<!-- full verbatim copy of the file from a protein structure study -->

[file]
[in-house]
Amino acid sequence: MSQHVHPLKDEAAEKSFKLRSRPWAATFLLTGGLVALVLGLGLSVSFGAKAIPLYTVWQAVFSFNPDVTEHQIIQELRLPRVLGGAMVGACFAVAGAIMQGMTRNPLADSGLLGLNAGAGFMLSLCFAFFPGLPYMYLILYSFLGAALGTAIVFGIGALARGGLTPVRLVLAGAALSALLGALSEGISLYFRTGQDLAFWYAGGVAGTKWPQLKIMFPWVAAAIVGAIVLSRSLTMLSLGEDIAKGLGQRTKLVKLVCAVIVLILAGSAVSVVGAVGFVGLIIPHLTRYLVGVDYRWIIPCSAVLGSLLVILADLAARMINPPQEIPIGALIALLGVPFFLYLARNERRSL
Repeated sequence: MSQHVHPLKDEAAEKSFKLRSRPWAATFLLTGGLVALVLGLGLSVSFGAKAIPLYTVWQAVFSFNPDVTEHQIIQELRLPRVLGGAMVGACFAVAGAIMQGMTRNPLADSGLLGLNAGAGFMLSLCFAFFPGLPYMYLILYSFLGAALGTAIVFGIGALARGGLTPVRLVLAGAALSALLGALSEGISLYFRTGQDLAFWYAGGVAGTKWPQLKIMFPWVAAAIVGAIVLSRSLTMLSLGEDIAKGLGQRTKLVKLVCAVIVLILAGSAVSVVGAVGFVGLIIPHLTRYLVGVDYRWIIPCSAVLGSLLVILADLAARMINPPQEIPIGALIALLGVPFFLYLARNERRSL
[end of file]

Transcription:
[in-house]
Amino acid sequence: MSQHVHPLKDEAAEKSFKLRSRPWAATFLLTGGLVALVLGLGLSVSFGAKAIPLYTVWQAVFSFNPDVTEHQIIQELRLPRVLGGAMVGACFAVAGAIMQGMTRNPLADSGLLGLNAGAGFMLSLCFAFFPGLPYMYLILYSFLGAALGTAIVFGIGALARGGLTPVRLVLAGAALSALLGALSEGISLYFRTGQDLAFWYAGGVAGTKWPQLKIMFPWVAAAIVGAIVLSRSLTMLSLGEDIAKGLGQRTKLVKLVCAVIVLILAGSAVSVVGAVGFVGLIIPHLTRYLVGVDYRWIIPCSAVLGSLLVILADLAARMINPPQEIPIGALIALLGVPFFLYLARNERRSL
Repeated sequence: MSQHVHPLKDEAAEKSFKLRSRPWAATFLLTGGLVALVLGLGLSVSFGAKAIPLYTVWQAVFSFNPDVTEHQIIQELRLPRVLGGAMVGACFAVAGAIMQGMTRNPLADSGLLGLNAGAGFMLSLCFAFFPGLPYMYLILYSFLGAALGTAIVFGIGALARGGLTPVRLVLAGAALSALLGALSEGISLYFRTGQDLAFWYAGGVAGTKWPQLKIMFPWVAAAIVGAIVLSRSLTMLSLGEDIAKGLGQRTKLVKLVCAVIVLILAGSAVSVVGAVGFVGLIIPHLTRYLVGVDYRWIIPCSAVLGSLLVILADLAARMINPPQEIPIGALIALLGVPFFLYLARNERRSL